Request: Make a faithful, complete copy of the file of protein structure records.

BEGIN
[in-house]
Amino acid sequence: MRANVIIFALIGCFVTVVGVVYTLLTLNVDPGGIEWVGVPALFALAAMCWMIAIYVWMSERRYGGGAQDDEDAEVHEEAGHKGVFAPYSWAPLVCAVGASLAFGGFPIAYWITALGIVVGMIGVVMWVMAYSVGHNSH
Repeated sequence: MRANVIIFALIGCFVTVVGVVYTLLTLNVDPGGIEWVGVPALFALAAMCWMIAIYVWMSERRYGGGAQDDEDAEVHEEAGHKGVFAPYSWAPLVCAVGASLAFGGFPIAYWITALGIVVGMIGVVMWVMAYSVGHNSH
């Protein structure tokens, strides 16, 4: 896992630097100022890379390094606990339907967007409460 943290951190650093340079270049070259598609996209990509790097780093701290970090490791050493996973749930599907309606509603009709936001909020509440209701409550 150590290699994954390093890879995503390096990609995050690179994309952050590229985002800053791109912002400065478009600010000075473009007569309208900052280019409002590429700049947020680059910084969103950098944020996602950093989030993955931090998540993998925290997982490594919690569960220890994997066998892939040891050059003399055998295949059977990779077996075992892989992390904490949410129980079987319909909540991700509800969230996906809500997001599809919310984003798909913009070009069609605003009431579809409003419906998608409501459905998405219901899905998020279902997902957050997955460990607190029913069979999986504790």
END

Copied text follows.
[in-house]
Amino acid sequence: MRANVIIFALIGCFVTVVGVVYTLLTLNVDPGGIEWVGVPALFALAAMCWMIAIYVWMSERRYGGGAQDDEDAEVHEEAGHKGVFAPYSWAPLVCAVGASLAFGGFPIAYWITALGIVVGMIGVVMWVMAYSVGHNSH
Repeated sequence: MRANVIIFALIGCFVTVVGVVYTLLTLNVDPGGIEWVGVPALFALAAMCWMIAIYVWMSERRYGGGAQDDEDAEVHEEAGHKGVFAPYSWAPLVCAVGASLAFGGFPIAYWITALGIVVGMIGVVMWVMAYSVGHNSH
């Protein structure tokens, strides 16, 4: 896992630097100022890379390094606990339907967007409460 943290951190650093340079270049070259598609996209990509790097780093701290970090490791050493996973749930599907309606509603009709936001909020509440209701409550 150590290699994954390093890879995503390096990609995050690179994309952050590229985002800053791109912002400065478009600010000075473009007569309208900052280019409002590429700049947020680059910084969103950098944020996602950093989030993955931090998540993998925290997982490594919690569960220890994997066998892939040891050059003399055998295949059977990779077996075992892989992390904490949410129980079987319909909540991700509800969230996906809500997001599809919310984003798909913009070009069609605003009431579809409003419906998608409501459905998405219901899905998020279902997902957050997955460990607190029913069979999986504790």